This book is doing about ten things at once, like one of those acts where someone keeps a dozen plates spinning, and not a single plate falls. Yes, it takes place during a bank heist where one of the unlucky people inside just happens to be a teenage con artist. But it's also got a queer love story and a ex's-learn-to-become-friends story that are both some of the most well-drawn and full I've seen. And on top of that it's one of the most deep and impactful considerations of trauma I've seen in a crime novel (which usually ignores trauma unless it is a motive, ew).
One of Whitehead's most readable books, a mid-century-style crime novel full of mobsters and fences and guys who do "odd jobs." A spectacular New York novel, taking care with every corner and landmark, and including the riots of 64. The clipped prose fits the pulpy subject matter, but this is still absolutely Whitehead through and through, bleak and morbidly funny and considering the big questions all at the same time.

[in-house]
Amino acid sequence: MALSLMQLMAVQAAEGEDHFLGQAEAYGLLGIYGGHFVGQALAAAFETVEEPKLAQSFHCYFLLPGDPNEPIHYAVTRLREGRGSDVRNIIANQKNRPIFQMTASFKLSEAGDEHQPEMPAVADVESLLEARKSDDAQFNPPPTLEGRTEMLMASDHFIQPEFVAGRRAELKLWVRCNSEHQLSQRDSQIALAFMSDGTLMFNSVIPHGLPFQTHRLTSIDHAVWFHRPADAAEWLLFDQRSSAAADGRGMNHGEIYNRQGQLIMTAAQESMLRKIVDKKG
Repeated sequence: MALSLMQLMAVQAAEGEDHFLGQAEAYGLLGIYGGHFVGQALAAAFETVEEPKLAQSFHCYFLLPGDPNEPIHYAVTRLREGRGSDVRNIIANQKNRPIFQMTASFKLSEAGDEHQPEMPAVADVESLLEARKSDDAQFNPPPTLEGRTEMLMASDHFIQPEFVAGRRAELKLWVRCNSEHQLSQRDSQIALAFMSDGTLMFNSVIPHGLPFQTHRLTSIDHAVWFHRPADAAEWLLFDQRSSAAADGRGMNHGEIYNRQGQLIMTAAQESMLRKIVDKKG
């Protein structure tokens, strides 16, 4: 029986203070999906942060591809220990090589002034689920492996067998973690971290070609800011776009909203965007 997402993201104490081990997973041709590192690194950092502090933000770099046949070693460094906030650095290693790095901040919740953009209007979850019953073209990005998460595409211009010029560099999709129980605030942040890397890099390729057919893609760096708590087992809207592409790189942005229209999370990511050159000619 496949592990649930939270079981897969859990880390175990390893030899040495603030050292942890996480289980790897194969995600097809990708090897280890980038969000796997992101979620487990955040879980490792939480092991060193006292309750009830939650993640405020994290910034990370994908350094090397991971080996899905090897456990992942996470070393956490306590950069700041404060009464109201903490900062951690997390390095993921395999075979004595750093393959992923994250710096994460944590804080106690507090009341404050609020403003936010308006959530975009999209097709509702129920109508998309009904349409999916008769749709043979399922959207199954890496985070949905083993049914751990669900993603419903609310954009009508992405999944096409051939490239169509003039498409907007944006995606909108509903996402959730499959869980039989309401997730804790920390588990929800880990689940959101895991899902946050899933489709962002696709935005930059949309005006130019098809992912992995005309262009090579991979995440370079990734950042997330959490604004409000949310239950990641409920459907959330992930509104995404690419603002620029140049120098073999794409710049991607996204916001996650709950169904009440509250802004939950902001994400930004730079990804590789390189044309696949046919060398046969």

The hook here is that many of our main characters are psychopaths, all attending college together as part of a scientific study. They appear to be normal college students and maybe they want to be normal college students or maybe they have murderous intentions. I was skeptical because crime novels are often very bad about mental illness but this book exists in the real world where 1-2% of people fit the diagnosis of psychopathy (the author has a PhD in Social Psychology). This is lots of fun, full of twists, and really gets you to care about the characters.
A cozy-ish mystery with a mix of amateur detectives and police procedural that is a real mystery-novel-lover's mystery novel. Most of the main characters are a mismatched bunch who grow more chummy and close as we follow them. And it is the rare novel that your grandma would probably enjoy while it also has a majority of queer main characters. More of this, please! (It is a standalone, so you don't have to worry about Harbinder Kaur #1.)